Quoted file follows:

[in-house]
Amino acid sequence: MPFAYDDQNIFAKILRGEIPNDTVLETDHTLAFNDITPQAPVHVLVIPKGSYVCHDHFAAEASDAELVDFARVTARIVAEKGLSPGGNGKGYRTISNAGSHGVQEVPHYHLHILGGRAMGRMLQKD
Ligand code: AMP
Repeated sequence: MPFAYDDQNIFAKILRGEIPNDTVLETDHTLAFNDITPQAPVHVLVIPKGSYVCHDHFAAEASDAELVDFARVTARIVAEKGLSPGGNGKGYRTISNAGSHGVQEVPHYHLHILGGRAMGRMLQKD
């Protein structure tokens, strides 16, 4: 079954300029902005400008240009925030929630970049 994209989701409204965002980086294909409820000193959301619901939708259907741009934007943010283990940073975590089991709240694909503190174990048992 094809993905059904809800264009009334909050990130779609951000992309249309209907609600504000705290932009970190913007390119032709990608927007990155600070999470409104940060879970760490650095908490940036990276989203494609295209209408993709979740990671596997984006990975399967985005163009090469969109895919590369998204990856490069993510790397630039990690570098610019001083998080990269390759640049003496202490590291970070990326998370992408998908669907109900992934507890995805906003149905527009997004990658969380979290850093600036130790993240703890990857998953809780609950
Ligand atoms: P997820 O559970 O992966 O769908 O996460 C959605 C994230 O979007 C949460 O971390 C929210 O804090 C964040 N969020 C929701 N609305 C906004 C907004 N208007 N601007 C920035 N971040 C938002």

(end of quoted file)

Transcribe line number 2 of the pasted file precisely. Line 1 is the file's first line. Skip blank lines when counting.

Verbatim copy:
Amino acid sequence: MPFAYDDQNIFAKILRGEIPNDTVLETDHTLAFNDITPQAPVHVLVIPKGSYVCHDHFAAEASDAELVDFARVTARIVAEKGLSPGGNGKGYRTISNAGSHGVQEVPHYHLHILGGRAMGRMLQKD